*  All the so-called rights the Idle people claim, don't exist; everything given to Indians under the treaties is specifically noted as coming from the beneficence of the Queen. There was never any intent to "share" the land equally; Indians were allowed to hunt and fish on land where they always hunted and fished -- until settlers moved in and then they were expected to become farmers or to move.

*  There's no right to consultation in the treaties, that's something judges made up out of whole cloth and judges can't unilaterally change the constitution of Canada, there's a lengthy and detailed process that must be followed.

But you wouldn't know any of this from reading or watching stories on the MSM.

And here's something else you wouldn't know, something that goes straight to the heart of racism in the debate.

First some background: four Saskatchewan women are credited for starting the Idle movement---Jessica Gordon, Sylvia McAdam, Nina Wilson and Sheelah McLean.

(A fifth, Tanya Kappo, of Alberta, gave the movement its name by originating the hashtag #idlenomore for Twitter followers. She's been pretty much written out of the history of Idle No More, perhaps to keep people from noticing her work with the Liberal Party's Aboriginal Peoples Commission prior to the last federal election in which she ran as a Liberal Party candidate in Peace River. She got 4,573 votes and lost to Conservative candidate Chris Warkentin who collected 27,785 votes.)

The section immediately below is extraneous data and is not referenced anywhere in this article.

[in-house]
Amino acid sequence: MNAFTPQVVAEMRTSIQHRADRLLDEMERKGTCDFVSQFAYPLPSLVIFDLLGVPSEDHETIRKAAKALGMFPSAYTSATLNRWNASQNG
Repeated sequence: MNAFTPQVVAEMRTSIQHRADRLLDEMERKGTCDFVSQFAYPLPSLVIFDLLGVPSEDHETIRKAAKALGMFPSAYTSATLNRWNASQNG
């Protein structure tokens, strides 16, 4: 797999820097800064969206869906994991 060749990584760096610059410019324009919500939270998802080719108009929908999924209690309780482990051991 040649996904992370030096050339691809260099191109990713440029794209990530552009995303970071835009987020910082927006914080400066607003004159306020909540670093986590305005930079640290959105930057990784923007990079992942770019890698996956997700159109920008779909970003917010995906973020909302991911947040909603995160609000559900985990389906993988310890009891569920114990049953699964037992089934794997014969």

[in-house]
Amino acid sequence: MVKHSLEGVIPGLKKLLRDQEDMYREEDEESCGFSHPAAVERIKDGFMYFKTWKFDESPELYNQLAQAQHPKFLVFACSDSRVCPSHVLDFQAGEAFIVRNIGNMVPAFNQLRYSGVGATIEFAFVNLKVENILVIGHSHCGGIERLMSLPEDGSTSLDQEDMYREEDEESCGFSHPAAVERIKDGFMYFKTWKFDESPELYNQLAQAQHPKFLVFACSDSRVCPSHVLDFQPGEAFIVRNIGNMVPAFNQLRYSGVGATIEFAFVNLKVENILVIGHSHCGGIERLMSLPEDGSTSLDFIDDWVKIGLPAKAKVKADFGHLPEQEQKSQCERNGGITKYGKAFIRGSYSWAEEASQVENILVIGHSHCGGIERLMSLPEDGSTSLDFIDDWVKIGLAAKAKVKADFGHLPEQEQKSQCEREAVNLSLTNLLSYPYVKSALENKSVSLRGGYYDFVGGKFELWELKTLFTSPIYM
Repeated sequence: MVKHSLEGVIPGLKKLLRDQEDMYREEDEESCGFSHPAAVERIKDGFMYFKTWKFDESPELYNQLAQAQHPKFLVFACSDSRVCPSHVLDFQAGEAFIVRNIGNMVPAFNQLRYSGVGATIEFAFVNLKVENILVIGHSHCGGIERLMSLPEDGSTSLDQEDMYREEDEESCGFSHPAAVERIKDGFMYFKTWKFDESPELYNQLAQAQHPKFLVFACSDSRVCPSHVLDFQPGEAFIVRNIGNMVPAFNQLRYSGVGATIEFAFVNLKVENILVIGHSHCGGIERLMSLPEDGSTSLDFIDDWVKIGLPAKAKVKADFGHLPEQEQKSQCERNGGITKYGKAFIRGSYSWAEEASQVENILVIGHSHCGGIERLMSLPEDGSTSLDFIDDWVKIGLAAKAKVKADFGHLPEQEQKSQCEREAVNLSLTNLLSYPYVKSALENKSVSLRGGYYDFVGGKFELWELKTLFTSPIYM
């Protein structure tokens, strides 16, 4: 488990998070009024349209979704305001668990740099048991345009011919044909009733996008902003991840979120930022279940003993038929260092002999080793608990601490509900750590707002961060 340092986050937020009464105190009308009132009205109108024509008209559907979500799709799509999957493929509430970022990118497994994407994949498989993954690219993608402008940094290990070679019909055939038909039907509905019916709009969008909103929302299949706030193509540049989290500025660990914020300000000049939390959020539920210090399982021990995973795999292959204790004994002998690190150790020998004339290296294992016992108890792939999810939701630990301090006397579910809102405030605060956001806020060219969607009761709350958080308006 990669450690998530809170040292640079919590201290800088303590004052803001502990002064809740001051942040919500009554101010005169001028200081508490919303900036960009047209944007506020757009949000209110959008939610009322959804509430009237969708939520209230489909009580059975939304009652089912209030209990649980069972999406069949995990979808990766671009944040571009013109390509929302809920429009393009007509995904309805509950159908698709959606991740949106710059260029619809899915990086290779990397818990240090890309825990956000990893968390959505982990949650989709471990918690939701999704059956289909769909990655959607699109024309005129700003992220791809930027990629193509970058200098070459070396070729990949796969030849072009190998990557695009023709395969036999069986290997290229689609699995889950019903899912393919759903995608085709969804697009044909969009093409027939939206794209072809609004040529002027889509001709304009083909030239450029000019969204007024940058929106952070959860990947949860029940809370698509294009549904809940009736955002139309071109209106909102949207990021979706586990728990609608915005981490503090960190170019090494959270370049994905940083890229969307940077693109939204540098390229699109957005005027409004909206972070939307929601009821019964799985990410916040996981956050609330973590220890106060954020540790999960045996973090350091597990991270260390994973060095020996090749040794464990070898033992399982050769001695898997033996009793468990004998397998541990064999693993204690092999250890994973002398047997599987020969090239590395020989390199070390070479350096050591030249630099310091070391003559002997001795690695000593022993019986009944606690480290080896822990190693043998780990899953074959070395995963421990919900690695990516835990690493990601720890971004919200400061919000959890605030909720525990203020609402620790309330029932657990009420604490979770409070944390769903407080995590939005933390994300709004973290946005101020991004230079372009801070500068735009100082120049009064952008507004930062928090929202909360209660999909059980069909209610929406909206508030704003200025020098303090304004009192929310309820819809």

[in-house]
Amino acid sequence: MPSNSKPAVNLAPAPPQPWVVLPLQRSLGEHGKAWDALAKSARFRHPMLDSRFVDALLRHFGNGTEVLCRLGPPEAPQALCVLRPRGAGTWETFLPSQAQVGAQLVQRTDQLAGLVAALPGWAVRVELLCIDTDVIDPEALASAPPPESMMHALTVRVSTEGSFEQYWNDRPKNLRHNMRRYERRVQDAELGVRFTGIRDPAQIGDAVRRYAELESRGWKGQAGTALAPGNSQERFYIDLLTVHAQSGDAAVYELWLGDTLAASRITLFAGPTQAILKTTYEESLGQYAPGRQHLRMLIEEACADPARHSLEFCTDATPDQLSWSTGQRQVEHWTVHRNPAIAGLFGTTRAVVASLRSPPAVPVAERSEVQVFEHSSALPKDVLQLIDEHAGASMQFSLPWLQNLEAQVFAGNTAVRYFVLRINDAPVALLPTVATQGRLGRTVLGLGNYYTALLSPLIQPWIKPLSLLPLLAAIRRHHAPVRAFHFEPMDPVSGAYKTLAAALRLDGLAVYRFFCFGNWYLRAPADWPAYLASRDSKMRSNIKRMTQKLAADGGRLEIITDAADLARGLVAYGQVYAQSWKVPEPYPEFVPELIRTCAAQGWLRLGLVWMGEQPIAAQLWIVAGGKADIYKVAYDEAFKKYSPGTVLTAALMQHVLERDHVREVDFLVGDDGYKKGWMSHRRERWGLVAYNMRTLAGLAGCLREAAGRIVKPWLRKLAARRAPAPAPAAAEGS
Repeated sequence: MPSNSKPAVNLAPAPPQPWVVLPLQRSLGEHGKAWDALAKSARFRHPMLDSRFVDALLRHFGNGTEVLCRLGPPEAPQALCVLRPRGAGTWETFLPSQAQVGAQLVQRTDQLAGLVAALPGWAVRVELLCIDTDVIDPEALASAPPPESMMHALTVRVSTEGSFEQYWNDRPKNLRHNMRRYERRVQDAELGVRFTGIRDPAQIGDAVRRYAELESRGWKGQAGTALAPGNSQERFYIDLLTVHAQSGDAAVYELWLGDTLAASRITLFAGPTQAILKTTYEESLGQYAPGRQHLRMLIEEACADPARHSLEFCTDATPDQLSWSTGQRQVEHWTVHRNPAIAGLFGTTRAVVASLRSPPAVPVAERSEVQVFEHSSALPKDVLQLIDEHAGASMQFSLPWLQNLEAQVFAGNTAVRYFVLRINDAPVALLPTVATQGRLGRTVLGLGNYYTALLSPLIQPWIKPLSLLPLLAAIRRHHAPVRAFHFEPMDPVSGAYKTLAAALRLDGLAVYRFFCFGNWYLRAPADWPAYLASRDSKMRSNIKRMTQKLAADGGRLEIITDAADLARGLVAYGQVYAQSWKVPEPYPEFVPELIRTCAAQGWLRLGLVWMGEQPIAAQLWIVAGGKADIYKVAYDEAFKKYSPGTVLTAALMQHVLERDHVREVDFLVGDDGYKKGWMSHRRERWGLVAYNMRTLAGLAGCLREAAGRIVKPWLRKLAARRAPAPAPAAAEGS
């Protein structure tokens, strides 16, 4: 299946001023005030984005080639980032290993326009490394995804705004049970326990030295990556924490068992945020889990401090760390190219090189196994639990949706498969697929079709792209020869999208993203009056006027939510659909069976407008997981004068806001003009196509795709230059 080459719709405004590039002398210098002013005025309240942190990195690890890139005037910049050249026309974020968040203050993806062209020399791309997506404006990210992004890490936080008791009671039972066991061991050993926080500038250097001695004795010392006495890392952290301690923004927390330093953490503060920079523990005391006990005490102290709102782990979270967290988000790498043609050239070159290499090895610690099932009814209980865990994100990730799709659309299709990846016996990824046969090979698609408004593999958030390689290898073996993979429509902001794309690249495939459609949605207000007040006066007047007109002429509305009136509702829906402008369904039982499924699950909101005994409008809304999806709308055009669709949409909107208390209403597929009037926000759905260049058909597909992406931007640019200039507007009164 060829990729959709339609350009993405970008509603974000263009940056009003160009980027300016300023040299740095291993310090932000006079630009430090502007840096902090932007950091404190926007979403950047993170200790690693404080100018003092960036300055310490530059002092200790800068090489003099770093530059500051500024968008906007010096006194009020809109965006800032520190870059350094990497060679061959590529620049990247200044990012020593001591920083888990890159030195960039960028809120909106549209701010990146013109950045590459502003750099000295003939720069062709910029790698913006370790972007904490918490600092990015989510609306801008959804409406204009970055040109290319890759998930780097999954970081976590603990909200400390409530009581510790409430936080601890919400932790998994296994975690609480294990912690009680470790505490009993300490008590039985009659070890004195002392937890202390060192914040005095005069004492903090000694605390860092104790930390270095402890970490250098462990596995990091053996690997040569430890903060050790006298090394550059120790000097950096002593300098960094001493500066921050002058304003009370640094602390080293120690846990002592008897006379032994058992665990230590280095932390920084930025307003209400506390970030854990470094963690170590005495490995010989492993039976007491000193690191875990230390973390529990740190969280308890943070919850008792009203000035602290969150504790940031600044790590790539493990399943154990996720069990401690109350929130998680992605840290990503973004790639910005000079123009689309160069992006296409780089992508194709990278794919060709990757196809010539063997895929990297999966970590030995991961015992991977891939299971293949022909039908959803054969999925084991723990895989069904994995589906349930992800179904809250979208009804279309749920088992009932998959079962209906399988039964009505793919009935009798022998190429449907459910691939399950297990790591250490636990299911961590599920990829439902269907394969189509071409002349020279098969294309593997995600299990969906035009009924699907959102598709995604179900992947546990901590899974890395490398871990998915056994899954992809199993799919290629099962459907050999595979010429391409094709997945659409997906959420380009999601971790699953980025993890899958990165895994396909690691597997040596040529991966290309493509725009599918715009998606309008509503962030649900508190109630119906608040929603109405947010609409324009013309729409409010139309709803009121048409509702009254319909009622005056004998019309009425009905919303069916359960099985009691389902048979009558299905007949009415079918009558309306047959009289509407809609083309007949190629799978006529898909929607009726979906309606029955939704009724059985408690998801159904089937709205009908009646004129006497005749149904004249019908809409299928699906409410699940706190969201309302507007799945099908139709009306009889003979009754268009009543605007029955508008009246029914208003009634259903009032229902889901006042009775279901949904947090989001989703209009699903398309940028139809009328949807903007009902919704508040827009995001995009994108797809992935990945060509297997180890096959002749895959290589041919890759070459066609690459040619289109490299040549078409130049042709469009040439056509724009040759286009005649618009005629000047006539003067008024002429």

But, back to the four founders. The only non-aboriginal is Sheelah McLean, who is as white as can be. She's an academic. In fact, her area of expertise includes the field of -- are you ready? -- whiteness.

You read right. Whiteness.

If you're like us, you said, "What?" We had to look it up. And yes, there is a field of study called "whiteness."

It is the study of being white. You see, that's bad. White people suffer from white privilege. And that's bad. White privilege is benefiting from society because you're white and the rules of society are set up to reflect white values.

When white people came to North America they colonized non-white people. Colonization is making your culture superior to the culture of other people. In the act of colonizing North America, white people made their values predominant. So our legal system is white, our electoral system, our sense of right and wrong is all white. That makes non-whites feel bad.

And that makes being white, bad. Even whites who jump up and down and insist they're anti-racist, are actually racist because they don't realize they benefit from white privilege and they don't see how society is white oriented. So whites are racist whether they know it or not. And racism is bad. So whites are...well, you know.

There's a term for that kind of thinking in Canada.

Villifying "a person or a group on the basis of one or more characteristics such as (ahem), colour" is the accepted definition of hate speech.

So one of the basic premises of Idle No More is hate speech.

Oh, can we say that? Or will that make Theresa Spence feel bad?